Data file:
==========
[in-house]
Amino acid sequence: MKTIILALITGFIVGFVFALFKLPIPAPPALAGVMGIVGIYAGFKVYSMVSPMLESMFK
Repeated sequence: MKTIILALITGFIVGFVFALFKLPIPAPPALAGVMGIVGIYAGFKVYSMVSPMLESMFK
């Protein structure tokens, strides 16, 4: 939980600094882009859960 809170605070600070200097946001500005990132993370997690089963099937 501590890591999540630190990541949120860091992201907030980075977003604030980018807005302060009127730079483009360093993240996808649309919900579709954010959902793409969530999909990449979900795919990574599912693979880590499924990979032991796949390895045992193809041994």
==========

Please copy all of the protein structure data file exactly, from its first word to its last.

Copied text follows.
[in-house]
Amino acid sequence: MKTIILALITGFIVGFVFALFKLPIPAPPALAGVMGIVGIYAGFKVYSMVSPMLESMFK
Repeated sequence: MKTIILALITGFIVGFVFALFKLPIPAPPALAGVMGIVGIYAGFKVYSMVSPMLESMFK
């Protein structure tokens, strides 16, 4: 939980600094882009859960 809170605070600070200097946001500005990132993370997690089963099937 501590890591999540630190990541949120860091992201907030980075977003604030980018807005302060009127730079483009360093993240996808649309919900579709954010959902793409969530999909990449979900795919990574599912693979880590499924990979032991796949390895045992193809041994």